India-Canada row: Both countries stand to lose from this dispute, says expert
- United States
Ottawa stands to lose from its spat with New Delhi over the killing of a Sikh separatist in terms of trade and its ability to be part of the network of Indo-Pacific institutions while India's image as a democratic country committed to rules-based order could take a hit, according to an expert.
A diplomatic row erupted between India and Canada earlier this week following Canadian Prime Minister Justin Trudeau's allegations of ''potential'' involvement of Indian agents in the killing of Khalistani extremist Hardeep Singh Nijjar, a Canadian citizen, in British Columbia on June 18.
India has rejected the allegations as ''absurd'' and ''motivated'' and expelled a senior Canadian diplomat in a tit-for-tat move to Ottawa's expulsion of an Indian official over the case.
In a blog posted by the Wilson Institute on Friday, Canada Institute Associate Xavier Delgado said, ''Trade will likely be the first major casualty of the fallout, with negotiations for the EPTA (Early Progress Trade Agreement) being put on hold.'' ''Both countries declared that they would pause trade talks with each other earlier this month and Canadian Trade Minister Mary Ng has indefinitely postponed a trade mission to New Delhi that had been planned for October,'' he wrote.
The negotiations were a notable part of Canada's Indo-Pacific Strategy, which listed the EPTA as a critical step towards a larger comprehensive economic partnership agreement (CEPA) that would bolster trade ties between the two countries, he said.
The stalled trade talks have put a USD 17 billion bilateral trade relationship under strain. Canadian merchandise trade with India grew from approximately USD 3.87 billion in 2012 to USD 10.18 billion in 2022, with major increases in the export of Canadian energy products and import of Indian consumer goods, according to Delgado.
''A reduction in the flow of Indian immigrants, which constitute almost one in five of all recent immigrants to Canada, could be even more devastating than a deterioration of trade relations,'' he said.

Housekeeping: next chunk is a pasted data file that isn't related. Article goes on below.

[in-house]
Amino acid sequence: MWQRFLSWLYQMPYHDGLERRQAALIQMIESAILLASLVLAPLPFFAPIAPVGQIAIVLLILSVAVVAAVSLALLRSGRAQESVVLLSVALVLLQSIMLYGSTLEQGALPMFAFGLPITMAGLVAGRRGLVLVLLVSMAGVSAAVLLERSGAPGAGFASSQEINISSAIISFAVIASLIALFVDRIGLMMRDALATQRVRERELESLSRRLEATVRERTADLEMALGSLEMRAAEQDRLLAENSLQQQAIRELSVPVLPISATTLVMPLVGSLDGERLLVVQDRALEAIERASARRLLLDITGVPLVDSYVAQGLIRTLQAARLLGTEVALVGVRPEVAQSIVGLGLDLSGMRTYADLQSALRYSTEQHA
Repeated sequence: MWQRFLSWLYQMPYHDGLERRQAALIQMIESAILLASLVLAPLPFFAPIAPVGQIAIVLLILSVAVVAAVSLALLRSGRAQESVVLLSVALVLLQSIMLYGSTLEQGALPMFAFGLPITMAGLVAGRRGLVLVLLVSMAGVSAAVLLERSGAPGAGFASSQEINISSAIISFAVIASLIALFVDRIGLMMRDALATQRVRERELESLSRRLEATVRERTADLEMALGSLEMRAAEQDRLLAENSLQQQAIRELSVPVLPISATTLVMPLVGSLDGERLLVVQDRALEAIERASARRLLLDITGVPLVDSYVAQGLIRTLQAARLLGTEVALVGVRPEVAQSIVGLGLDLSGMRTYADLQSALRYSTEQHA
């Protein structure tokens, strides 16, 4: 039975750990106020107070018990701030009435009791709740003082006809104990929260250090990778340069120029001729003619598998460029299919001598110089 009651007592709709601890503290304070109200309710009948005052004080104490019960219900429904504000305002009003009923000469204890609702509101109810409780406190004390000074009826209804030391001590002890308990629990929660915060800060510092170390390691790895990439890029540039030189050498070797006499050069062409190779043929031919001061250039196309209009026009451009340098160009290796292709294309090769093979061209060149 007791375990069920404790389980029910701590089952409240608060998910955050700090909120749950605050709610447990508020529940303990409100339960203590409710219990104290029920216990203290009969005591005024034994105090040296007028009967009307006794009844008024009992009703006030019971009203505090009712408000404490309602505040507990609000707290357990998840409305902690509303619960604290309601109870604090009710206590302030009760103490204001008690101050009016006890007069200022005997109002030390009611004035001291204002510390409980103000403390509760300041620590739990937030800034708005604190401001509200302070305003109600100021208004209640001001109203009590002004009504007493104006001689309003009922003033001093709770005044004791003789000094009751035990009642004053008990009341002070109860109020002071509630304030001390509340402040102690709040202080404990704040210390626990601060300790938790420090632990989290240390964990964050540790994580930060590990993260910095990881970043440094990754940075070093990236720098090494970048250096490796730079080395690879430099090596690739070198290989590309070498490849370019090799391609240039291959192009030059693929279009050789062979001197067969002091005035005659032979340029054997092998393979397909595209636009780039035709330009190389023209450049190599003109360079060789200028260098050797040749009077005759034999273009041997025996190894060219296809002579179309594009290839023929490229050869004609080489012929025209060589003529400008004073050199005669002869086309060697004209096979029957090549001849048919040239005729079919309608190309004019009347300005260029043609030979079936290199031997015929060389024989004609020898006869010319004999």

Canada recently reached the 40-million-population milestone off an influx in inbound migration following the COVID-19 pandemic. Canada's population growth, which is the fastest in the G7, is mainly driven by migration.
''A chilling of relations with India could hinder Canada's ability to join the network of Indo-Pacific institutions, both because regional allies will be wary of angering the Modi government and because India itself could block Canadian membership in certain groups. Ottawa is clearly aware of India's influence and power in the region,'' Delgado said.
However, Canada is not the only party that stands to lose from this dispute, he said.
''The allegations can damage India's public image as a democratic nation committed to a rules-based order or, more critically, its perception as a trustworthy ally in the competition against China.
''Canada's Five Eyes partners could re-evaluate intelligence sharing and law enforcement cooperation with India if Canadian officials uncover definitive proof of India's involvement in Nijjar's murder,'' he said.
While Canada hasn't yet provided any public evidence to back its claims, a media report citing Canadian government sources said that Ottawa's allegations are based on both human and signals intelligence and inputs from an ally the Five Eye intelligence network.
The Five Eyes network is an intelligence alliance consisting of the United States, the United Kingdom, Australia, Canada and New Zealand. Prime Minister Trudeau on Thursday said Canada is not looking to ''provoke or cause problems'' with India as he urged New Delhi to take the matter ''extremely seriously'' and work with Ottawa to ''uncover the truth''.
The India-Canada ties have been reeling under some strain for the last few months in view of increasing activities of the pro-Khalistani elements in the North American country. India believes the Trudeau government is not addressing its genuine concerns.
(This story has not been edited by Devdiscourse staff and is auto-generated from a syndicated feed.)